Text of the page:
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Released to collectors July 31, 2013 along with 

                           Owney the Postal Dog  James Madison,  Antietam,  &  So Long Stan Musial

Having not studied the means by which the North acquired New Orleans during the Civil War, I've always assumed the North fought its way down the Mississippi river and into the port city. Actually, I've come to learn Farragut and the Union armada traveled north, up from the gulf, pressing through two forts on the river, and into New Orleans.

When complete, the Civil War set will be comprised of 10 covers, 2 stamps being released per year, over a five-year period.  Six issues have been thus far painted.  A few whole sets remain available for collecting.  You can collect the existing six issues, then subscribe to the remaining four, to be painted in the near future.




First Day of Issue


New Orleans 1862


First Day of Issue

April 24, 2012

New Orleans, LA 70113

July 2013

















If you recall, when I produced the 1861 Civil War set, I focused on two military leaders of the Confederate.  I stated when it came time to paint the 1862 set, I would even the score, highlighting generals of the they are.  The capture of New Orleans during the American Civil War was an important event for the Union.  Having fought past Forts Jackson and St. Philip, the Union was unopposed in its capture of the city itself and spared the destruction suffered by many other Southern cities.  This capture of the largest Confederate city was a major turning point and an incident of international importance.   During the year 1860 New Orleans was one of the greatest ports in the world, with 33 different steamship lines and trade worth 500 million dollars passing through the city.  The population not only outnumbered any other city in the South, but was larger than that of the four largest cities combined.  Control of the Mississippi River  was a necessary move and the Union plan was to enter the mouth of the Mississippi River, ascend to New Orleans and capture the city, thereby closing off the mouth of the Mississippi to Rebel ships.  But the Southern military strategists planned for a Union attack down the Mississippi but not from the Gulf of Mexico.  In early 1862, the Confederates concentrated their forces in  northern Mississippi and western Tennessee.  Many of these troops fought at Shiloh in Tennessee on April 6 and 7.  With eight Rebel gunboats dispatched up the great river to stop a Union flotilla above Memphis, this left only 3,000 militia, two uncompleted ironclads and a few steamboats to defend New Orleans.  Flag Officer David G. Farragut undertook this quest with his West Gulf Blockading Squadron.  He bombarded and fought his way past Forts Jackson and St. Philip, managing to  get 13 ships up river on April 24, 1862.  At this point Louisiana was left with only one option: evacuation.  The city was in a poor position to defend against a hostile fleet as high water outside the levees elevated the Union ships above the city allowing for them to fire down on the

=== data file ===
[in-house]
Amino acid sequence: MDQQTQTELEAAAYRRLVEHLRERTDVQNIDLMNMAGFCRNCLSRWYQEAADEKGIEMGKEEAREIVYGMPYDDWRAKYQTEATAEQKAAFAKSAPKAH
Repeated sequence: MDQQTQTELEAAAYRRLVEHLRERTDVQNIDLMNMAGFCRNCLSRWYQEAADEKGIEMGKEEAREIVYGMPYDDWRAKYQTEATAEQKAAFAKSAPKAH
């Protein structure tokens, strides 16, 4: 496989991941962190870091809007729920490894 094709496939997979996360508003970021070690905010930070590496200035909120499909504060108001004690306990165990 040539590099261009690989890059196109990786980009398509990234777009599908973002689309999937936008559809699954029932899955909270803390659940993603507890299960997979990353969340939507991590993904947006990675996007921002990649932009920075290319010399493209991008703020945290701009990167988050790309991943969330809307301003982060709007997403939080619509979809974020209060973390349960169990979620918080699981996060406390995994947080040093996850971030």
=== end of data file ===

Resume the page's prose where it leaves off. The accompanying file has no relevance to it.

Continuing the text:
buildings below.  Also any break in the levees would have flooded most of the city,       destroying it within a day.  This proved to be the case in 2005 when hurricane Katrina wiped out the city of New Orleans due to a break in the levee.  Despite the vulnerability of the city, the citizens, military and civil authorities, stood their ground to the point of being defiant.  On April 25, Farragut sent Captain Bailey to accept the surrender of the city, but armed mobs within the city defied the Union officers and marines that arrived.  General Lovell refused to surrender the city, along with Mayor Monroe.  So angry where the people that a Union flag had been raised over the former U.S. Mint by marines, that it was pulled down and destroyed by a mob.  However,  Farragut did not destroy the city in response, but he moved upriver to subdue fortifications north of the city.  On April 29,  Farragut and 250 marines from the USS Hartford removed the Louisiana state flag from City Hall and on May 2, U.S. Secretary William Seward declared New Orleans “recovered”.  New Orleans was occupied without resistance.  For his part in the capture, David Farragut was honored by Congress with a newly created rank title of rear admiral.  This was a rank never before used in the U.S. Navy.  Before this time, the  American Navy had resisted the rank of admiral, preferring the term “flag officer”, to distinguish the rank from the traditions of the European navies.  The battle to capture New Orleans cost Farragut a mere 37 killed and 149 wounded. For Lovell, however, the fighting along the river wound up costing him 782 killed and wounded, and approximately 6,000 captured.  The loss of the city would ultimately end Lovell’s career while advancing     Farraguts.  Eventually, Farragut was able to take control of much of the lower Mississippi and succeeded in capturing Baton Rouge and Natchez.  The capture of New Orleans meant a capture of the South’s richest city and largest port.  It remains one of the most resounding victories  in American naval history.


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